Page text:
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The Expanding Therapeutic Landscape for Myasthenia Gravis

A Q&A with Gil I. Wolfe, MD

Myasthenia gravis (MG) is an autoimmune disease that leads to muscle weakness. It affects about 14 to 20 out of every 100,000 people. The age of onset varies widely, but typically it is diagnosed in women in their 20s and 30s and men in their 60s or later. In about 10% to 15% of cases, MG begins in childhood.

To learn about the latest MG treatment advances, we talked with Gil I. Wolfe, MD, Irvin and Rosemary Smith professor and chairman of the Department of Neurology at the Jacobs School of Medicine & Biomedical Sciences at the University at Buffalo in New York, who led an extension study on the surgical treatment for MG that was published in The Lancet Neurology in 2019.

What is MG?

It is the most common defect of neuromuscular transmission, or the messaging between nerves and muscles. That disrupted communication leads to muscle weakness, which is why the name means “grave muscular weakness.”

In MG, antibodies (which usually protect us from infections) attack and destroy acetylcholine receptors in the muscles. Nerves release acetylcholine at the neuromuscular junction (where the nerves and muscles intersect). Acetylcholine then binds to receptors on the muscle membrane, much like a key entering a lock. This activates the muscle and allows it to contract. Without enough unlocked receptors, the muscle can’t contract.

The first symptoms of MG typically are eye muscle weakness, double vision, and droopy eyelids. In some patients, weakness around the eyes is the only sign of the disease; we call that ocular MG. The other type is general MG, which also involves muscles in the arms, legs, and chest, including those that control breathing.

What is the surgical treatment for MG?

The close association between MG and thymic abnormalities has been known for more than a century. For instance, patients with MG are more likely to get tumors of the thymus. About 80 years ago, observations first appeared in medical literature documenting that removing the thymus gland (a procedure called thymectomy), even if there was no tumor, seemed to benefit patients with MG. But they were small case studies that did not meet current clinical trial standards.

Still, based on those publications, thymectomy became a common treatment for MG. However, doubts remained as to exactly how effective it was in MG patients without thymic tumors.

Gil I. Wolfe, MD
Gil I. Wolfe, MD

The MGTX thymectomy study, supported by MDA and the National Institutes of Health, was designed to fill that gap in knowledge. The trial compared the effects of thymectomy plus prednisone (a corticosteroid) to prednisone alone. Results showed that removing the thymus in patients with MG improved their disease over a three-year period. They had better muscle control, needed fewer immunosuppressants, and had fewer hospitalizations than those who received prednisone alone.

The MGTX extension study then followed about half the participants for another two years and found the benefits continued.

Most patients with MG won’t reach remission, which is defined as a medication-free year, but we can get patients to minimal manifestation status. This means they can work and manage family obligations and the disease is not notably impairing their function. At the end of the extension study, almost 90% of patients who had the surgery were at minimal manifestation status compared to less than 60% of those who received only medication.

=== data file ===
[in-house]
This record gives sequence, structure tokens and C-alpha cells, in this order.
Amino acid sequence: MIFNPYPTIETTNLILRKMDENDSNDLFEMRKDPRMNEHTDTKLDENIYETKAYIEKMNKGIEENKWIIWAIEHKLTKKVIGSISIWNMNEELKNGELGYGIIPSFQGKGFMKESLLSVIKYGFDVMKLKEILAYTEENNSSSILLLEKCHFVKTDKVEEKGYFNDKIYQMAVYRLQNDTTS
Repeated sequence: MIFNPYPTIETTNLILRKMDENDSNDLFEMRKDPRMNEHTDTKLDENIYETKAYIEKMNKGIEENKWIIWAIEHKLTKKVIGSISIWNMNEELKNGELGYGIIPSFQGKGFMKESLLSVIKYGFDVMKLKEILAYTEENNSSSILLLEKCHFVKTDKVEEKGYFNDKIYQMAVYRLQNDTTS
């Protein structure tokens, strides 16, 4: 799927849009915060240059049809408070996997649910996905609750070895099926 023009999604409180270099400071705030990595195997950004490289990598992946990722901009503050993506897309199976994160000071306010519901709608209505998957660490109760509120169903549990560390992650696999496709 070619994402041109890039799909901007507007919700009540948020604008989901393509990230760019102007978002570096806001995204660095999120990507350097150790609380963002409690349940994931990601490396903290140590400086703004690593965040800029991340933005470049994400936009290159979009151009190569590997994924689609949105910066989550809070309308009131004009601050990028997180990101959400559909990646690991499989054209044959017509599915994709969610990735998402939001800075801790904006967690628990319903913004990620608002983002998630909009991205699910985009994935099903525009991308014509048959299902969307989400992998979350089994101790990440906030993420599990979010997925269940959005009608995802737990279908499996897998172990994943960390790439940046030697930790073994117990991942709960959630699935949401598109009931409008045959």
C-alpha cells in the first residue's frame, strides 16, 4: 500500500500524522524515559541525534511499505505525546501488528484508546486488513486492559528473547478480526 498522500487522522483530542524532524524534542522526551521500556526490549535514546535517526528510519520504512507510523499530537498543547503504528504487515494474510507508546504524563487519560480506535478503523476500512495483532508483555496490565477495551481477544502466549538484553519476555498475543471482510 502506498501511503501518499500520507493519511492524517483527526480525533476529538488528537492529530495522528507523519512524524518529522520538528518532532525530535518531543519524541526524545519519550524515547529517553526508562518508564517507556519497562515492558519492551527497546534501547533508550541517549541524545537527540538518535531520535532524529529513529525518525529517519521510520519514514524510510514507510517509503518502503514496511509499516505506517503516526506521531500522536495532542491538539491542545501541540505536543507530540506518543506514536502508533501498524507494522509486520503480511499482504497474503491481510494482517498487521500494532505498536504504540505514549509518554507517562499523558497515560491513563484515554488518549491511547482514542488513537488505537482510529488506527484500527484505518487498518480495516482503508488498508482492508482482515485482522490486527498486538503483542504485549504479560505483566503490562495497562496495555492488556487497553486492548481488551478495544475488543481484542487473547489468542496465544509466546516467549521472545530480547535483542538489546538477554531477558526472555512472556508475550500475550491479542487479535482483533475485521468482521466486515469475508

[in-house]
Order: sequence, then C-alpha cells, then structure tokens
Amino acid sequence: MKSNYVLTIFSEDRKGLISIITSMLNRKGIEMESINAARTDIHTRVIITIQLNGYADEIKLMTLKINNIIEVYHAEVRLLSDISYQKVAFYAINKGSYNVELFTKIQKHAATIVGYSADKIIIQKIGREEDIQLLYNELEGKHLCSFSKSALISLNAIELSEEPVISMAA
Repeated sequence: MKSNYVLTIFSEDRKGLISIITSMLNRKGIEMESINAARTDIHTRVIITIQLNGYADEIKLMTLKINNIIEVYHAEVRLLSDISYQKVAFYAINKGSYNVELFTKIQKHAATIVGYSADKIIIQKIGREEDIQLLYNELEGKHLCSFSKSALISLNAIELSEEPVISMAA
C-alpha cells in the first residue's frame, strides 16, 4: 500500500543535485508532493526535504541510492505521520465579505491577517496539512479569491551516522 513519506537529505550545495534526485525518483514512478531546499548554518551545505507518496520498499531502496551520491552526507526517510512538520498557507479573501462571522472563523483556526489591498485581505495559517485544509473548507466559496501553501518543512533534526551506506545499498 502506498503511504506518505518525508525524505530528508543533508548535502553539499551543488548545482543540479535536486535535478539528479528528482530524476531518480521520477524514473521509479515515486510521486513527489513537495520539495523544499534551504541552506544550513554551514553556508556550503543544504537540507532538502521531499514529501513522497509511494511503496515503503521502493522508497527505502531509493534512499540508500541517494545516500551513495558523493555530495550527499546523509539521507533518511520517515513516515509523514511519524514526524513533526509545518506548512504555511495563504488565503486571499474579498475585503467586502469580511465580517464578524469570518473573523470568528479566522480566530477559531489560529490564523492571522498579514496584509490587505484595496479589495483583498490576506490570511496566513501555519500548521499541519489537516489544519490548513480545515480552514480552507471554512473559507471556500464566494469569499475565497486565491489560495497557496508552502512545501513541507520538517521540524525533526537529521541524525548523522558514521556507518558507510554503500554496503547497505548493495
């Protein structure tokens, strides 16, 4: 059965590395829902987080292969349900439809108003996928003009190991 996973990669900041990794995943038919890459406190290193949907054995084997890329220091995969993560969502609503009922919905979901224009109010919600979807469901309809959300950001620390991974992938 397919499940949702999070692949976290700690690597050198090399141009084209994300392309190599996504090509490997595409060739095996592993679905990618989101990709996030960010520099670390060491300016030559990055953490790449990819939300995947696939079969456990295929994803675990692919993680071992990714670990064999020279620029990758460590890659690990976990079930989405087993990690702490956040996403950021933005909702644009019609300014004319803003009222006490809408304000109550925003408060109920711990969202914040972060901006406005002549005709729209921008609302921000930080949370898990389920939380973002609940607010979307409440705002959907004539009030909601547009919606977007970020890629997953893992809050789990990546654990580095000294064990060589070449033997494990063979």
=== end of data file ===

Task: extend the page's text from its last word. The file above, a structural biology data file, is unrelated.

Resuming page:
There also appears to be a cost benefit to thymectomy, which is less expensive than emerging therapies or a lifetime of medications. It is invasive, but we now have minimally invasive surgical techniques that are easier on patients.

Will the study change how the disease is treated?

Yes, we are now updating guidelines for the treatment of MG. Also, the American Academy of Neurology released a practice statement on thymectomy, noting that it is safe and effective, and that patients should be aware of the option.

How is MG treated with medication?

We start with an acetylcholinesterase inhibitor like pyridostigmine. These drugs work by keeping more acetylcholine around the neuromuscular junction, thus helping improve nerve/muscle communication and reducing the weakness patients experience. Most people with MG also require immunosuppressants, such as corticosteroids, to suppress the autoimmune response that causes the disease. But these drugs have serious side effects, especially when taken long term, so the goal is to use them sparingly.

We also use IV gamma globulin and plasma exchange when patients have a flareup or if their symptoms don’t improve with other therapies. About 15% of patients don’t respond to conventional treatments.

In 2017, the US Food and Drug Administration (FDA) approved eculizumab (Soliris) for MG, a humanized monoclonal antibody that blocks the complement system, which we know plays a key role in the destruction of the muscle membrane.

What else is under investigation?

The therapeutic investigational landscape in MG is as large and active as it has ever been, and there is a lot of excitement. In addition to anti-B cell therapies (the family of white blood cells that make antibodies) like rituximab, researchers are exploring other monoclonal antibodies, including ravulizumab — which requires less frequent infusions than eculizumab — and zilucoplan, which can be delivered subcutaneously rather than infused. Each of these agents works on the complement system.

Ongoing clinical trials of molecules that block the neonatal fc receptor, which dramatically reduces the amount of Immunoglobulin G antibodies, also show promise.

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